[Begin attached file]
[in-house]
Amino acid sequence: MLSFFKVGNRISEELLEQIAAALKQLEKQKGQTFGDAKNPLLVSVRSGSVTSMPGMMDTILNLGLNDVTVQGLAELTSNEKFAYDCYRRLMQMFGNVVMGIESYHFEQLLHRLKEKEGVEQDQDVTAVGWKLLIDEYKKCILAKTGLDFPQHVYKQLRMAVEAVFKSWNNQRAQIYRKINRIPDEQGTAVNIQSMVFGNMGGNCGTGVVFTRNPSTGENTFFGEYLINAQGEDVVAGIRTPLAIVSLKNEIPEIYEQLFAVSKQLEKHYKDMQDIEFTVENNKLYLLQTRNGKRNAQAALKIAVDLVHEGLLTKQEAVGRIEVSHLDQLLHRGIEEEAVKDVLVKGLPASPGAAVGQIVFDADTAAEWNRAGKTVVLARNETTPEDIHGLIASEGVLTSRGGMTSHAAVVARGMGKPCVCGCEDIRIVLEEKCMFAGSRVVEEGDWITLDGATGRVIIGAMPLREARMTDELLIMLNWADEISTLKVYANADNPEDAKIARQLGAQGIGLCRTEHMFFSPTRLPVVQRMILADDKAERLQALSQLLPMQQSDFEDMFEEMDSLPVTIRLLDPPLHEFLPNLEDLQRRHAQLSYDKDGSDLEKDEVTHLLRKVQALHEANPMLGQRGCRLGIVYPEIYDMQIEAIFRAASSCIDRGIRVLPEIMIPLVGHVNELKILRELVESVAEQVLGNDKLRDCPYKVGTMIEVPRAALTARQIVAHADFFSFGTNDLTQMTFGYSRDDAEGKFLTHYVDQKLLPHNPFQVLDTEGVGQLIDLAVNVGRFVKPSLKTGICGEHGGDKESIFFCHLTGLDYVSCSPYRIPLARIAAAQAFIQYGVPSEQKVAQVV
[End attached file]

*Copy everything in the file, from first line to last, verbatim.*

[in-house]
Amino acid sequence: MLSFFKVGNRISEELLEQIAAALKQLEKQKGQTFGDAKNPLLVSVRSGSVTSMPGMMDTILNLGLNDVTVQGLAELTSNEKFAYDCYRRLMQMFGNVVMGIESYHFEQLLHRLKEKEGVEQDQDVTAVGWKLLIDEYKKCILAKTGLDFPQHVYKQLRMAVEAVFKSWNNQRAQIYRKINRIPDEQGTAVNIQSMVFGNMGGNCGTGVVFTRNPSTGENTFFGEYLINAQGEDVVAGIRTPLAIVSLKNEIPEIYEQLFAVSKQLEKHYKDMQDIEFTVENNKLYLLQTRNGKRNAQAALKIAVDLVHEGLLTKQEAVGRIEVSHLDQLLHRGIEEEAVKDVLVKGLPASPGAAVGQIVFDADTAAEWNRAGKTVVLARNETTPEDIHGLIASEGVLTSRGGMTSHAAVVARGMGKPCVCGCEDIRIVLEEKCMFAGSRVVEEGDWITLDGATGRVIIGAMPLREARMTDELLIMLNWADEISTLKVYANADNPEDAKIARQLGAQGIGLCRTEHMFFSPTRLPVVQRMILADDKAERLQALSQLLPMQQSDFEDMFEEMDSLPVTIRLLDPPLHEFLPNLEDLQRRHAQLSYDKDGSDLEKDEVTHLLRKVQALHEANPMLGQRGCRLGIVYPEIYDMQIEAIFRAASSCIDRGIRVLPEIMIPLVGHVNELKILRELVESVAEQVLGNDKLRDCPYKVGTMIEVPRAALTARQIVAHADFFSFGTNDLTQMTFGYSRDDAEGKFLTHYVDQKLLPHNPFQVLDTEGVGQLIDLAVNVGRFVKPSLKTGICGEHGGDKESIFFCHLTGLDYVSCSPYRIPLARIAAAQAFIQYGVPSEQKVAQVV